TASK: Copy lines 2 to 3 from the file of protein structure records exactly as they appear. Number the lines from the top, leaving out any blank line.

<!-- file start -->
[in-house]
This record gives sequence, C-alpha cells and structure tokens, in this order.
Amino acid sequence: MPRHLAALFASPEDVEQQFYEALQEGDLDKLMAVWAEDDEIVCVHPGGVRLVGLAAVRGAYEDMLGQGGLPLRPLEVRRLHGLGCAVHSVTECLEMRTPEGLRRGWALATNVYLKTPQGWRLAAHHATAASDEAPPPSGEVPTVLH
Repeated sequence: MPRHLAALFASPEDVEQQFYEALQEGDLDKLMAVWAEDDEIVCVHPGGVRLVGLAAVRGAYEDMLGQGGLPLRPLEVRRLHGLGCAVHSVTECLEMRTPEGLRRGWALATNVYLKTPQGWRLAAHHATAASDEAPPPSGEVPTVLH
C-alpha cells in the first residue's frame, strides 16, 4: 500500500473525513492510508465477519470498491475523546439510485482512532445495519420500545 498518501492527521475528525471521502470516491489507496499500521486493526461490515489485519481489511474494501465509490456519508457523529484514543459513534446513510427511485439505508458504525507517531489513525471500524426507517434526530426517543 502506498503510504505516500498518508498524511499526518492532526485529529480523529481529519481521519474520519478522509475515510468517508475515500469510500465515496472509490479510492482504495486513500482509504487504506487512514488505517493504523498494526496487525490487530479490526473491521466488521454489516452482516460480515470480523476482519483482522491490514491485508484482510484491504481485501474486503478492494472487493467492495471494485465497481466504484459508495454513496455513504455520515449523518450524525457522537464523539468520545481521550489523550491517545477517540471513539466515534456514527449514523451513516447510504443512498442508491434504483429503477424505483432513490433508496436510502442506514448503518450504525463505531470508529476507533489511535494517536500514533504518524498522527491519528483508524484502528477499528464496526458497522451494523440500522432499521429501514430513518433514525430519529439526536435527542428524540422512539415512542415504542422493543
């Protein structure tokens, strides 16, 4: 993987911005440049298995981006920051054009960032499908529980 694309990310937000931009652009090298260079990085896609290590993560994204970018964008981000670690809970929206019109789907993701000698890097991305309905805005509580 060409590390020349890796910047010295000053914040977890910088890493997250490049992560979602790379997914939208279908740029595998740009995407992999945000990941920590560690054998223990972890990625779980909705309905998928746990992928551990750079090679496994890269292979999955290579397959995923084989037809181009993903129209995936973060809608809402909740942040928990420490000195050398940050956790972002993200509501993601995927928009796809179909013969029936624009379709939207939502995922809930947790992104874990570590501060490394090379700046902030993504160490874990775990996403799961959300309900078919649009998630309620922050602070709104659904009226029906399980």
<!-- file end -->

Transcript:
This record gives sequence, C-alpha cells and structure tokens, in this order.
Amino acid sequence: MPRHLAALFASPEDVEQQFYEALQEGDLDKLMAVWAEDDEIVCVHPGGVRLVGLAAVRGAYEDMLGQGGLPLRPLEVRRLHGLGCAVHSVTECLEMRTPEGLRRGWALATNVYLKTPQGWRLAAHHATAASDEAPPPSGEVPTVLH